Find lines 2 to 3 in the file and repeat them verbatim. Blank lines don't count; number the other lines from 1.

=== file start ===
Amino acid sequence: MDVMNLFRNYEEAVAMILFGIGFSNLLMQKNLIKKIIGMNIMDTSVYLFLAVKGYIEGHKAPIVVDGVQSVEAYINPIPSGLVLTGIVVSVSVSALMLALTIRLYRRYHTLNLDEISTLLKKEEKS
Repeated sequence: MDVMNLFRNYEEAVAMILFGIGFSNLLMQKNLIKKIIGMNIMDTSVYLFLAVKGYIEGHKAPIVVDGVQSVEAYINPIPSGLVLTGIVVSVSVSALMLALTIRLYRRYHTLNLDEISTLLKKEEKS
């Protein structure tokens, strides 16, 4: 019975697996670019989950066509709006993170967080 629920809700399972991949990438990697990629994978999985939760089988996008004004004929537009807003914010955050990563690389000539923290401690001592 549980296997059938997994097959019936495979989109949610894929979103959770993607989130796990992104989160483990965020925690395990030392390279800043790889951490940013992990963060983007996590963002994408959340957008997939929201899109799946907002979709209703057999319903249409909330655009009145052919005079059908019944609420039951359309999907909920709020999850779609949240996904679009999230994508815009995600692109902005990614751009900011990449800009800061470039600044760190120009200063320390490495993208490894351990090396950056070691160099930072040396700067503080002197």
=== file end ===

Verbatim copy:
Repeated sequence: MDVMNLFRNYEEAVAMILFGIGFSNLLMQKNLIKKIIGMNIMDTSVYLFLAVKGYIEGHKAPIVVDGVQSVEAYINPIPSGLVLTGIVVSVSVSALMLALTIRLYRRYHTLNLDEISTLLKKEEKS
């Protein structure tokens, strides 16, 4: 019975697996670019989950066509709006993170967080 629920809700399972991949990438990697990629994978999985939760089988996008004004004929537009807003914010955050990563690389000539923290401690001592 549980296997059938997994097959019936495979989109949610894929979103959770993607989130796990992104989160483990965020925690395990030392390279800043790889951490940013992990963060983007996590963002994408959340957008997939929201899109799946907002979709209703057999319903249409909330655009009145052919005079059908019944609420039951359309999907909920709020999850779609949240996904679009999230994508815009995600692109902005990614751009900011990449800009800061470039600044760190120009200063320390490495993208490894351990090396950056070691160099930072040396700067503080002197």